A sixth preferred embodiment, as illustrated in FIG. 10, is an imaging system 120 that is slightly different than the preceding fifth embodiment, since a dichroic filter 102′ is employed that is angled in a different direction, toward a second TDI detector 44 b. A dispersed pattern image represented by light 108′ is produced by a cylindrical lens 106′ in this embodiment. Just as in imaging system 100, light transmitted through dichroic filter 102′ is focused onto TDI detector 44 a. Aside from using two separate TDI detectors that are disposed at different sides of the imaging system, imaging system 120 is substantially identical in operation to imaging system 100. However, just as in the third preferred embodiment, the use of two separate TDI detectors allows flexibility in the configuration of each leg of the system, including parameters such as the relative TDI readout rates, axial orientations, inclinations, focal plane positions, and magnification. It should also be noted that imaging system 100 could be constructed to include two separate TDI detectors instead of a single TDI detector, if desired.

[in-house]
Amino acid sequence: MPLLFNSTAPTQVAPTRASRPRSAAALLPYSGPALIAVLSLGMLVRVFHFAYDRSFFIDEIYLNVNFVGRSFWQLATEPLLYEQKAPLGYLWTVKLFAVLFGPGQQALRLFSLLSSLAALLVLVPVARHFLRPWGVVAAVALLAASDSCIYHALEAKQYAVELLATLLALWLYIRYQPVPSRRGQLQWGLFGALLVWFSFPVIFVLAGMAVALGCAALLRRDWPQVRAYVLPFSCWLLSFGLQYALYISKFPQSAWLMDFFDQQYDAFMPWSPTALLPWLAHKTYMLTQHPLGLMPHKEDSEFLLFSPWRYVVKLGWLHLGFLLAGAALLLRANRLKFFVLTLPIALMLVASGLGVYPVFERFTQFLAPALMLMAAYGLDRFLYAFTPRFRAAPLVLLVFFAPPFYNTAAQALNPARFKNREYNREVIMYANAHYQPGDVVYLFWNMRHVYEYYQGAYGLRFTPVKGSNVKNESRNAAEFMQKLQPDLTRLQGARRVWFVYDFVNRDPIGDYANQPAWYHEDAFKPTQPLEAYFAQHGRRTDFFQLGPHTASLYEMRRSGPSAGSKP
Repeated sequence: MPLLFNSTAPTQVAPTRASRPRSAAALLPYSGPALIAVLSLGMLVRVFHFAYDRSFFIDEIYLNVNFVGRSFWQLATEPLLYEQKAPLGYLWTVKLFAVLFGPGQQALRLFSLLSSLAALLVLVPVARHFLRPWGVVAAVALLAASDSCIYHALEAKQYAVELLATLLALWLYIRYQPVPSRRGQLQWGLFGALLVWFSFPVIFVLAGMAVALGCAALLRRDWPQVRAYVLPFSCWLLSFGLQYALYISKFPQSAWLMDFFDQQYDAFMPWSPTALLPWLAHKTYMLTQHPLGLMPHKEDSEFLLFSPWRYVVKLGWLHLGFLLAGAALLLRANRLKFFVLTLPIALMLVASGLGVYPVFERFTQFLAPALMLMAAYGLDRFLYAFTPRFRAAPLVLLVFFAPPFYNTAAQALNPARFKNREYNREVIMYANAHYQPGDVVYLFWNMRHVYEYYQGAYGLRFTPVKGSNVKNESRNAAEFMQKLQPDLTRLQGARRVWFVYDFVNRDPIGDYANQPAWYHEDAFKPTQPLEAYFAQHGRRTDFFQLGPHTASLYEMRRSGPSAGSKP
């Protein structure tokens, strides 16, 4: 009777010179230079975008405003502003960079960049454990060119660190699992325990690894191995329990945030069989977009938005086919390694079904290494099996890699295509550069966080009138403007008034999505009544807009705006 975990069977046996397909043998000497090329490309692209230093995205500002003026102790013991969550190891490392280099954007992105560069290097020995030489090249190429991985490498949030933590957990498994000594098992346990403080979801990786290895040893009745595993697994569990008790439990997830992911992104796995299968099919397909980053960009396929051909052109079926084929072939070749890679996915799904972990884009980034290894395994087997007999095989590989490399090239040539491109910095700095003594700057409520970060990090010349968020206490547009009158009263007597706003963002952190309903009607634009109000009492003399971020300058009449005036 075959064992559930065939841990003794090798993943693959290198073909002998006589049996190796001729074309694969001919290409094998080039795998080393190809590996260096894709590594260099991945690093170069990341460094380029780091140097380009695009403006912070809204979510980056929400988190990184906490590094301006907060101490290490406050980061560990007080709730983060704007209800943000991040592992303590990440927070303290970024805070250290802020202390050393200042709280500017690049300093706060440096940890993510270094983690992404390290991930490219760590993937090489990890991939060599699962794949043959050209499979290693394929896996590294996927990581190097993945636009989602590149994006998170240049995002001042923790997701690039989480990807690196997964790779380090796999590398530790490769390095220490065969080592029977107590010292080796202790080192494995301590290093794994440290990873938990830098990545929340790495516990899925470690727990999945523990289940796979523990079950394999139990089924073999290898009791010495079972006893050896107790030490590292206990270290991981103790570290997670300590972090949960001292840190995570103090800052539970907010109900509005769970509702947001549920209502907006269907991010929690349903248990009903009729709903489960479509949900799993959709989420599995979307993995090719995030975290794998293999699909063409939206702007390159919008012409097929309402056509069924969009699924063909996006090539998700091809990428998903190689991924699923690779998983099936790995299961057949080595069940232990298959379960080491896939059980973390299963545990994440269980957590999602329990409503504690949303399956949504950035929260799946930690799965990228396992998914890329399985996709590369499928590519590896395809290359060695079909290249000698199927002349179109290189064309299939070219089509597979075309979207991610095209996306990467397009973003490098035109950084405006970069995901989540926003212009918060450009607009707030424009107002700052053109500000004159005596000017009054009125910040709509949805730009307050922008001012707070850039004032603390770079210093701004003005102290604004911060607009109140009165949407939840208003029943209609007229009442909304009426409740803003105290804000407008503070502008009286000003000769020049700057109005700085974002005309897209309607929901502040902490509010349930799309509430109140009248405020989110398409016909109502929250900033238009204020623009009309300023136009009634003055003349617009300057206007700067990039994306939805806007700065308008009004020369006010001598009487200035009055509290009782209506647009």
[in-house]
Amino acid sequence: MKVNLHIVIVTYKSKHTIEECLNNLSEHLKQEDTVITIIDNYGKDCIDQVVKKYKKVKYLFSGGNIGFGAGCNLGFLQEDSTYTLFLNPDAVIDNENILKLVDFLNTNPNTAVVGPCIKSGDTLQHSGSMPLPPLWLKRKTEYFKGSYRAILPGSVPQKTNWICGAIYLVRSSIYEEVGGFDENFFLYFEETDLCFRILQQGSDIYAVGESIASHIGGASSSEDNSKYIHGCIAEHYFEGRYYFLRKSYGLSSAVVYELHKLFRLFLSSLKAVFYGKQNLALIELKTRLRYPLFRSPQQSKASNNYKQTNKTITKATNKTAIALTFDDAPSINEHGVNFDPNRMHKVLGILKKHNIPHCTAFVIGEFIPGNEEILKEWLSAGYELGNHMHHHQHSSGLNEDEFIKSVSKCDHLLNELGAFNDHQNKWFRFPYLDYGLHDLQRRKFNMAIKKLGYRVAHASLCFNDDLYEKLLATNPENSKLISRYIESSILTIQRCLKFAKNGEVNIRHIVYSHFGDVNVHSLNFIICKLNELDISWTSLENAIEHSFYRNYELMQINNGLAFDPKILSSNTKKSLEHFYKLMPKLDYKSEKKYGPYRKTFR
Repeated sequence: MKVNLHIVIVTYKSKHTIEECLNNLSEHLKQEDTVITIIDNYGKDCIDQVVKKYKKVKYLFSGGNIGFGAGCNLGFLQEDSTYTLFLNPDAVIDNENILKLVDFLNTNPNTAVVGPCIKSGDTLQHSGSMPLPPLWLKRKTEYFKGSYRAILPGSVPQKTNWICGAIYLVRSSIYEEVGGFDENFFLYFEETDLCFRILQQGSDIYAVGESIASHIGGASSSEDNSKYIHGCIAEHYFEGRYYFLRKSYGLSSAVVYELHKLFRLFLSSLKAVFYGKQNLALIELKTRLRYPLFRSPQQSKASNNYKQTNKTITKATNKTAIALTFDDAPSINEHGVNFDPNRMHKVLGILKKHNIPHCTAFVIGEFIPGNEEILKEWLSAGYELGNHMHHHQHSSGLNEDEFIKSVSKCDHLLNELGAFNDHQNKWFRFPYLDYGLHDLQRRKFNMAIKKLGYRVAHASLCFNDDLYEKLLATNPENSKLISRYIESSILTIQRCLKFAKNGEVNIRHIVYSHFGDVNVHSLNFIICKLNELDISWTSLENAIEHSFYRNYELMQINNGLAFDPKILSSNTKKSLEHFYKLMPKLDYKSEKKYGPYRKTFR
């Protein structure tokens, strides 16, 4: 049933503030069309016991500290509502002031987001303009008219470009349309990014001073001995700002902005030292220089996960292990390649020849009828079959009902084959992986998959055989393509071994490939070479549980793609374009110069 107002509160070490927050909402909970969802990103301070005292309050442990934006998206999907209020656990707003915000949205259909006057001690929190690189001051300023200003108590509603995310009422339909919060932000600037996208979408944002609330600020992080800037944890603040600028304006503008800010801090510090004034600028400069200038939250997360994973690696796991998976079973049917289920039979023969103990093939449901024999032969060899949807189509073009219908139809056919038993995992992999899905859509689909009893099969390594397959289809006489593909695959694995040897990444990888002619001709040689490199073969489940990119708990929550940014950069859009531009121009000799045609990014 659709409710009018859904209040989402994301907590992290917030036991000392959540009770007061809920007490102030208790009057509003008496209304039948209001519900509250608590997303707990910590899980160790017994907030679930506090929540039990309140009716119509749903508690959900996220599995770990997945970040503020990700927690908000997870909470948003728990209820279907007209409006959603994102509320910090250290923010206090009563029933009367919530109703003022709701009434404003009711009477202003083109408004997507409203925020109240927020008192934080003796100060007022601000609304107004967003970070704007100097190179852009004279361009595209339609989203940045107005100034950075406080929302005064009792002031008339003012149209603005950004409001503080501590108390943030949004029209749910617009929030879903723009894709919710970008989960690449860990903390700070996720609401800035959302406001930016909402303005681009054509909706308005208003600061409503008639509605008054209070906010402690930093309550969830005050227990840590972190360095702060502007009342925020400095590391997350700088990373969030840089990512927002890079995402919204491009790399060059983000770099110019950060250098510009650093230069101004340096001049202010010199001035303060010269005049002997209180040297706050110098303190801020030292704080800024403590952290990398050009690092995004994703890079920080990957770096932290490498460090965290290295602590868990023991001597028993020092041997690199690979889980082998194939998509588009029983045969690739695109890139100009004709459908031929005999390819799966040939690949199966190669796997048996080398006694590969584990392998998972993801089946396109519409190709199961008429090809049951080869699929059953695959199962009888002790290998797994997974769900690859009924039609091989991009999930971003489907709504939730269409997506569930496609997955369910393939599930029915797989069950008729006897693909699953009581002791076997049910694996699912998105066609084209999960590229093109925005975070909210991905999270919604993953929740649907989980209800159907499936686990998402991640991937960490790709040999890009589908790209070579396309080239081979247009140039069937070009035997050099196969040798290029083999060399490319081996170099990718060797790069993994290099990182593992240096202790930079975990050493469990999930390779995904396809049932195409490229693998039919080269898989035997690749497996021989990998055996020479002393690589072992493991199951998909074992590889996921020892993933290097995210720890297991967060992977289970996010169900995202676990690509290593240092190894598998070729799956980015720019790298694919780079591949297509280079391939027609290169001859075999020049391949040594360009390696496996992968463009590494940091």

Processing of Spectrally Dispersed Images on TDI Detector
When used for cell analysis, the present invention provides substantial utility in resolving FISH spots on the TDI detector, even when the FISH probes are disposed in spatially close relationship within the cell. When spectral imaging occurs in the present invention, the spatial distribution of light in the object is convolved with the spectral distribution of that light to produce the image of the object at the TDI detector. This convolution can result in blurring in the dispersion axis, depending on the spectral bandwidth of the light. Narrow spectral bandwidths will result in little or no blurring depending on the spectral resolution of the system. In the present invention, it is contemplated that the spectral resolution will be approximately 3 nm per pixel, with a spatial resolution in object space of approximately 1 micron. However, the spatial and spectral resolution can be adjusted to match the requirements of the particular application.